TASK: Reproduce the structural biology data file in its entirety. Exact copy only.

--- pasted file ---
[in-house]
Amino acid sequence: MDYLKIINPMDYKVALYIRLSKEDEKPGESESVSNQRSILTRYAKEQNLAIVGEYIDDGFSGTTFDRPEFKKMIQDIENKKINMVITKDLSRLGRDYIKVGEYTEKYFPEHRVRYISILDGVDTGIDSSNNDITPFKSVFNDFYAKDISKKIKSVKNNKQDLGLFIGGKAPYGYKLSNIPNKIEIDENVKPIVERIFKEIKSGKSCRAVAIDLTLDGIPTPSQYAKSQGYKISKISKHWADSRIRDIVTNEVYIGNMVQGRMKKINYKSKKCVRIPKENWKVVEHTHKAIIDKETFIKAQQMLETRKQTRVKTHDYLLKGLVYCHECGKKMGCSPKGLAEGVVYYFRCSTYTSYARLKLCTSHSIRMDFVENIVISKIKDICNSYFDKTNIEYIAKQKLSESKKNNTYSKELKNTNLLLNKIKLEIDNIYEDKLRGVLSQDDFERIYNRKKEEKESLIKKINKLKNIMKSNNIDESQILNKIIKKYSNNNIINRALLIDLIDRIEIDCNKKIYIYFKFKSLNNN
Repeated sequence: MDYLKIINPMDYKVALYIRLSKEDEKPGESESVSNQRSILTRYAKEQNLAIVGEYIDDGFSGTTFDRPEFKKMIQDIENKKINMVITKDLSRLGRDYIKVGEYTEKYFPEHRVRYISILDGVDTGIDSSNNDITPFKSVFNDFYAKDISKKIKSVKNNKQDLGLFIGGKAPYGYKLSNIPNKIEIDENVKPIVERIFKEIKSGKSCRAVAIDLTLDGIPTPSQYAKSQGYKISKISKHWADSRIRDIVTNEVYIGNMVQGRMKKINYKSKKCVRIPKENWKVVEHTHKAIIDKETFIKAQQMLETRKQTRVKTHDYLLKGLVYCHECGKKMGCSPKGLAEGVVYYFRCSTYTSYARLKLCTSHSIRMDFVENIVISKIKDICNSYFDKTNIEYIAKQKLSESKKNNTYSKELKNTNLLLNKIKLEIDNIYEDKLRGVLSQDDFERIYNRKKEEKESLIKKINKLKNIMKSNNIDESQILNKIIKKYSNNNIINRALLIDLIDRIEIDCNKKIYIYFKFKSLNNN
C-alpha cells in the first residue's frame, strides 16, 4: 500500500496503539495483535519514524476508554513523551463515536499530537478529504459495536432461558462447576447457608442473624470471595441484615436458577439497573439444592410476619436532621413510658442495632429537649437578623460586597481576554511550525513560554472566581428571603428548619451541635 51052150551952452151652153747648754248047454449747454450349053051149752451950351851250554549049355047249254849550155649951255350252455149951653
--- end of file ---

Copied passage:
[in-house]
Amino acid sequence: MDYLKIINPMDYKVALYIRLSKEDEKPGESESVSNQRSILTRYAKEQNLAIVGEYIDDGFSGTTFDRPEFKKMIQDIENKKINMVITKDLSRLGRDYIKVGEYTEKYFPEHRVRYISILDGVDTGIDSSNNDITPFKSVFNDFYAKDISKKIKSVKNNKQDLGLFIGGKAPYGYKLSNIPNKIEIDENVKPIVERIFKEIKSGKSCRAVAIDLTLDGIPTPSQYAKSQGYKISKISKHWADSRIRDIVTNEVYIGNMVQGRMKKINYKSKKCVRIPKENWKVVEHTHKAIIDKETFIKAQQMLETRKQTRVKTHDYLLKGLVYCHECGKKMGCSPKGLAEGVVYYFRCSTYTSYARLKLCTSHSIRMDFVENIVISKIKDICNSYFDKTNIEYIAKQKLSESKKNNTYSKELKNTNLLLNKIKLEIDNIYEDKLRGVLSQDDFERIYNRKKEEKESLIKKINKLKNIMKSNNIDESQILNKIIKKYSNNNIINRALLIDLIDRIEIDCNKKIYIYFKFKSLNNN
Repeated sequence: MDYLKIINPMDYKVALYIRLSKEDEKPGESESVSNQRSILTRYAKEQNLAIVGEYIDDGFSGTTFDRPEFKKMIQDIENKKINMVITKDLSRLGRDYIKVGEYTEKYFPEHRVRYISILDGVDTGIDSSNNDITPFKSVFNDFYAKDISKKIKSVKNNKQDLGLFIGGKAPYGYKLSNIPNKIEIDENVKPIVERIFKEIKSGKSCRAVAIDLTLDGIPTPSQYAKSQGYKISKISKHWADSRIRDIVTNEVYIGNMVQGRMKKINYKSKKCVRIPKENWKVVEHTHKAIIDKETFIKAQQMLETRKQTRVKTHDYLLKGLVYCHECGKKMGCSPKGLAEGVVYYFRCSTYTSYARLKLCTSHSIRMDFVENIVISKIKDICNSYFDKTNIEYIAKQKLSESKKNNTYSKELKNTNLLLNKIKLEIDNIYEDKLRGVLSQDDFERIYNRKKEEKESLIKKINKLKNIMKSNNIDESQILNKIIKKYSNNNIINRALLIDLIDRIEIDCNKKIYIYFKFKSLNNN
C-alpha cells in the first residue's frame, strides 16, 4: 500500500496503539495483535519514524476508554513523551463515536499530537478529504459495536432461558462447576447457608442473624470471595441484615436458577439497573439444592410476619436532621413510658442495632429537649437578623460586597481576554511550525513560554472566581428571603428548619451541635 51052150551952452151652153747648754248047454449747454450349053051149752451950351851250554549049355047249254849550155649951255350252455149951653